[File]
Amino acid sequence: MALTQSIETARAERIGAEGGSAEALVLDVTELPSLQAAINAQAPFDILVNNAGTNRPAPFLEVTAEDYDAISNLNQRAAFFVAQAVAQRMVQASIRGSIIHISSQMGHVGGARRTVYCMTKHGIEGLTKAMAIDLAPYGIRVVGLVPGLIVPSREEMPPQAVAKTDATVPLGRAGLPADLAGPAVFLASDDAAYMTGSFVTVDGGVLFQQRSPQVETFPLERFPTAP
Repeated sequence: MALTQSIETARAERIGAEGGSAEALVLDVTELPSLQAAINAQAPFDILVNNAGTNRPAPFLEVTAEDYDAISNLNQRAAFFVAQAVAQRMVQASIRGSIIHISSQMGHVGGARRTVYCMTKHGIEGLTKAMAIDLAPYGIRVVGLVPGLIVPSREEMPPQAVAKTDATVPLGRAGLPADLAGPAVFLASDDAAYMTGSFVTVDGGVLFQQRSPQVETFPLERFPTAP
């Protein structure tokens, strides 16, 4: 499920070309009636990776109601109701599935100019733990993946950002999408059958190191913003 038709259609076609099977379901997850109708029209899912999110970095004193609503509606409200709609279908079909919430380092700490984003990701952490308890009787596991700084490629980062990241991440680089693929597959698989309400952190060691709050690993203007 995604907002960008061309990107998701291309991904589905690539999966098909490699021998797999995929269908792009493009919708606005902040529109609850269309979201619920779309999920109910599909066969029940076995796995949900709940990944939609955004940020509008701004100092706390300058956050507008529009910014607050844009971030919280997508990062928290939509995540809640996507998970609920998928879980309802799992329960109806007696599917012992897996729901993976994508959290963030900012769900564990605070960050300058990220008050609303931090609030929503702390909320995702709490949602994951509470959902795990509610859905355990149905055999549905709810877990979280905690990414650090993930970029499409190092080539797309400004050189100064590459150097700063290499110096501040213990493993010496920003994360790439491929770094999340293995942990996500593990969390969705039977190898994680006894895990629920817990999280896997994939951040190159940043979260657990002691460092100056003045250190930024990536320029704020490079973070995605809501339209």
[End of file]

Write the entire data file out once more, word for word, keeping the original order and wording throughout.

Amino acid sequence: MALTQSIETARAERIGAEGGSAEALVLDVTELPSLQAAINAQAPFDILVNNAGTNRPAPFLEVTAEDYDAISNLNQRAAFFVAQAVAQRMVQASIRGSIIHISSQMGHVGGARRTVYCMTKHGIEGLTKAMAIDLAPYGIRVVGLVPGLIVPSREEMPPQAVAKTDATVPLGRAGLPADLAGPAVFLASDDAAYMTGSFVTVDGGVLFQQRSPQVETFPLERFPTAP
Repeated sequence: MALTQSIETARAERIGAEGGSAEALVLDVTELPSLQAAINAQAPFDILVNNAGTNRPAPFLEVTAEDYDAISNLNQRAAFFVAQAVAQRMVQASIRGSIIHISSQMGHVGGARRTVYCMTKHGIEGLTKAMAIDLAPYGIRVVGLVPGLIVPSREEMPPQAVAKTDATVPLGRAGLPADLAGPAVFLASDDAAYMTGSFVTVDGGVLFQQRSPQVETFPLERFPTAP
């Protein structure tokens, strides 16, 4: 499920070309009636990776109601109701599935100019733990993946950002999408059958190191913003 038709259609076609099977379901997850109708029209899912999110970095004193609503509606409200709609279908079909919430380092700490984003990701952490308890009787596991700084490629980062990241991440680089693929597959698989309400952190060691709050690993203007 995604907002960008061309990107998701291309991904589905690539999966098909490699021998797999995929269908792009493009919708606005902040529109609850269309979201619920779309999920109910599909066969029940076995796995949900709940990944939609955004940020509008701004100092706390300058956050507008529009910014607050844009971030919280997508990062928290939509995540809640996507998970609920998928879980309802799992329960109806007696599917012992897996729901993976994508959290963030900012769900564990605070960050300058990220008050609303931090609030929503702390909320995702709490949602994951509470959902795990509610859905355990149905055999549905709810877990979280905690990414650090993930970029499409190092080539797309400004050189100064590459150097700063290499110096501040213990493993010496920003994360790439491929770094999340293995942990996500593990969390969705039977190898994680006894895990629920817990999280896997994939951040190159940043979260657990002691460092100056003045250190930024990536320029704020490079973070995605809501339209």